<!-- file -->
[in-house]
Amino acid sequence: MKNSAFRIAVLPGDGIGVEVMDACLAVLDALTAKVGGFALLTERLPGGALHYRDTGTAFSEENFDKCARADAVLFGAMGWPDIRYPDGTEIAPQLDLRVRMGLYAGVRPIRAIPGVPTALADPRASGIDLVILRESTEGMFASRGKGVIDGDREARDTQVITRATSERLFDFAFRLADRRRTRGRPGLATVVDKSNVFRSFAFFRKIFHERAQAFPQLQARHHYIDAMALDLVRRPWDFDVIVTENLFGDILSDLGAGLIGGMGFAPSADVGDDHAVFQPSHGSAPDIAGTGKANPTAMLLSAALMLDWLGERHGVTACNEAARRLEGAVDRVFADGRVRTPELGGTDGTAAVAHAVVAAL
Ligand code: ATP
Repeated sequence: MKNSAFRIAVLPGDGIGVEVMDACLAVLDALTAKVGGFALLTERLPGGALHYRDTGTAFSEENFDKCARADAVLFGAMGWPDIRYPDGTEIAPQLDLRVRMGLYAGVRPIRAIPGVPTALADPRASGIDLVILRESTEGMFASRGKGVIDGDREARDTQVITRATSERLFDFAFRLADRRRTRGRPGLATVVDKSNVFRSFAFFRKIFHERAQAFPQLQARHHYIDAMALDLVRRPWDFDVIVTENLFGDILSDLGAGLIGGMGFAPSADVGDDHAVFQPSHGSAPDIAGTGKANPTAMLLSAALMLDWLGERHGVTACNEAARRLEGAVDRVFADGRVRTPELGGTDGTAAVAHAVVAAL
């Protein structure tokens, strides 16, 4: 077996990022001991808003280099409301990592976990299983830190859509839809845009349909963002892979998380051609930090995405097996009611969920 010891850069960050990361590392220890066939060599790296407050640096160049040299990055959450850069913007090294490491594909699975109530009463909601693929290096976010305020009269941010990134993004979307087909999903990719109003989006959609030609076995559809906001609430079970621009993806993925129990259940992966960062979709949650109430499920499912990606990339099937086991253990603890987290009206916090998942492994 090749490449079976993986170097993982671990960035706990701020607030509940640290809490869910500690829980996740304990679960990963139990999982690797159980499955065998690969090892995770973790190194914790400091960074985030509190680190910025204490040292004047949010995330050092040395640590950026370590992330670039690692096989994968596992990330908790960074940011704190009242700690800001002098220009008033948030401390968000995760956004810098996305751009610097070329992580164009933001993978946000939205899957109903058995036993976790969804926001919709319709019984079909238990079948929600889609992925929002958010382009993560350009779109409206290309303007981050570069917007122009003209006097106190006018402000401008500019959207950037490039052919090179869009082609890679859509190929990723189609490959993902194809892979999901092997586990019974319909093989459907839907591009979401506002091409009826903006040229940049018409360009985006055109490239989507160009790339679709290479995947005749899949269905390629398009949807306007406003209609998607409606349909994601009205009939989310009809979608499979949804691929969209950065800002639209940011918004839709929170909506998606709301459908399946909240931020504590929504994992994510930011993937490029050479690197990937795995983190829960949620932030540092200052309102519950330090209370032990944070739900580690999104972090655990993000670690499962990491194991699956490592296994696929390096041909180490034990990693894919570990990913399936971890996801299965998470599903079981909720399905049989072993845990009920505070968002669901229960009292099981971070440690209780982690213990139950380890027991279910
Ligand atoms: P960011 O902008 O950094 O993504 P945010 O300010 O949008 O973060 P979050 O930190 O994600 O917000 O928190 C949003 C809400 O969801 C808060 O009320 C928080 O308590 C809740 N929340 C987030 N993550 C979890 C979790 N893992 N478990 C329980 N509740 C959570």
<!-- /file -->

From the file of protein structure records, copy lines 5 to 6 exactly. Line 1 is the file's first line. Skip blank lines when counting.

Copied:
């Protein structure tokens, strides 16, 4: 077996990022001991808003280099409301990592976990299983830190859509839809845009349909963002892979998380051609930090995405097996009611969920 010891850069960050990361590392220890066939060599790296407050640096160049040299990055959450850069913007090294490491594909699975109530009463909601693929290096976010305020009269941010990134993004979307087909999903990719109003989006959609030609076995559809906001609430079970621009993806993925129990259940992966960062979709949650109430499920499912990606990339099937086991253990603890987290009206916090998942492994 090749490449079976993986170097993982671990960035706990701020607030509940640290809490869910500690829980996740304990679960990963139990999982690797159980499955065998690969090892995770973790190194914790400091960074985030509190680190910025204490040292004047949010995330050092040395640590950026370590992330670039690692096989994968596992990330908790960074940011704190009242700690800001002098220009008033948030401390968000995760956004810098996305751009610097070329992580164009933001993978946000939205899957109903058995036993976790969804926001919709319709019984079909238990079948929600889609992925929002958010382009993560350009779109409206290309303007981050570069917007122009003209006097106190006018402000401008500019959207950037490039052919090179869009082609890679859509190929990723189609490959993902194809892979999901092997586990019974319909093989459907839907591009979401506002091409009826903006040229940049018409360009985006055109490239989507160009790339679709290479995947005749899949269905390629398009949807306007406003209609998607409606349909994601009205009939989310009809979608499979949804691929969209950065800002639209940011918004839709929170909506998606709301459908399946909240931020504590929504994992994510930011993937490029050479690197990937795995983190829960949620932030540092200052309102519950330090209370032990944070739900580690999104972090655990993000670690499962990491194991699956490592296994696929390096041909180490034990990693894919570990990913399936971890996801299965998470599903079981909720399905049989072993845990009920505070968002669901229960009292099981971070440690209780982690213990139950380890027991279910
Ligand atoms: P960011 O902008 O950094 O993504 P945010 O300010 O949008 O973060 P979050 O930190 O994600 O917000 O928190 C949003 C809400 O969801 C808060 O009320 C928080 O308590 C809740 N929340 C987030 N993550 C979890 C979790 N893992 N478990 C329980 N509740 C959570």